She looked back up to see the very same brunette who'd scored earlier yelling at her. "Well, kick it back!"

Silently pleading to God a year of fourth grade soccer would be of some use to her, Lauren curled it under her foot and punted, feeling the others' gaze on her. The ball barely flew past 4 feet and the guy let out a laugh as he jogged over to get it. A few snickers sounded behind her and Lauren felt her face redden.

If there was one thing Lauren couldn't tolerate, it was publicity. Speaking in public, performing in public–oh and her favorite, humiliating herself in public.

The game swiftly picked up again but Lauren – being the overtly sensitive girl she was – couldn't handle standing there a second longer without her skin crawling uncomfortably. Digging her heel into the sand, she turned back from the direction she came in, walking until she could see muumuus once again.

Going back home wasn't an option either, so she decided on the boardwalk.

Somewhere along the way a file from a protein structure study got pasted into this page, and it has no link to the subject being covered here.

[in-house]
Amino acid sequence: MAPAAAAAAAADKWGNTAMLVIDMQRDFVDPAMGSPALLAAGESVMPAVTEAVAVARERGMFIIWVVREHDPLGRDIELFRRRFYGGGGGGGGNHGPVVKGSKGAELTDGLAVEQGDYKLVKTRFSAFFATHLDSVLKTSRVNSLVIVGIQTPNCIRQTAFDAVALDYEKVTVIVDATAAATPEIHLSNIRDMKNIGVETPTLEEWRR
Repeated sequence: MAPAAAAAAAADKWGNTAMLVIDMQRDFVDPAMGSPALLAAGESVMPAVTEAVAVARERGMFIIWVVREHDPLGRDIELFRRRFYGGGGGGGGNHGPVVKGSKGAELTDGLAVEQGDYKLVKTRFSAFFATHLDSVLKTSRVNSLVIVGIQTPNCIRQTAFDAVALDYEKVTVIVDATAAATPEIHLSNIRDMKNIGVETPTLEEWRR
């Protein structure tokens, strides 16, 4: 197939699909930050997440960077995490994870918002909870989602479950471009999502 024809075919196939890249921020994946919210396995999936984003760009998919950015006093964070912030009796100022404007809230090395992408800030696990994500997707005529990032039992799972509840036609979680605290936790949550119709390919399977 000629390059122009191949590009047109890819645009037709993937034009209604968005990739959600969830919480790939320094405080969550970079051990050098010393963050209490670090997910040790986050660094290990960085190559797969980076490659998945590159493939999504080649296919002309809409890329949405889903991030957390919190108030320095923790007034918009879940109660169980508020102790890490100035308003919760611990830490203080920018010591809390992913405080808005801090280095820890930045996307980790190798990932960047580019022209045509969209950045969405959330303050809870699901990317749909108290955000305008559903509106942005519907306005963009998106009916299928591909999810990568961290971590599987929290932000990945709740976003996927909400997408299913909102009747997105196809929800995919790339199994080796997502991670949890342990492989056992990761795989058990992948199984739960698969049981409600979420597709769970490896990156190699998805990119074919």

Small shops and tourist traps lined the side of the large wooden pier. It was quaint and gave Lauren an odd sense of nostalgia. She was yearning for something, she just couldn't remember what exactly.

Shaking the feelings aside, she kept walking. She spotted a small diner nestled between a boutique and record store. It was only 2:30; she'd have enough time to get a soda. She almost snorted at the cliché restaurant, stereotypically named Mel's. It was fairly large, with black-and-white checkered tiles and red cushion booths lining the wall. Cute.

Lauren took a seat at a stool by the counter and gazed up at the menu. Ignoring the irrational side of her that desperately craved a greasy cheeseburger; she ordered a vanilla milkshake, knowing she could do without the extra pounds but still offer to treat herself. Though she originally planned on hanging out there to drink it – less Leila time, after all – she started feeling unusually lonely all by herself, so she asked for her shake to go.

As she headed towards the door, her phone buzzed in her pocket. A text from Leila: Lunch's ready, I have a surprise for you!

It all happened quickly then.

Lauren was reaching out to pull the door open, still looking down at her phone, while a group of people, including Esther, were pushing it open from the other side. The door bumped into her side rather painfully, the milkshake's top popped open and flung itself right down the front of her shirt.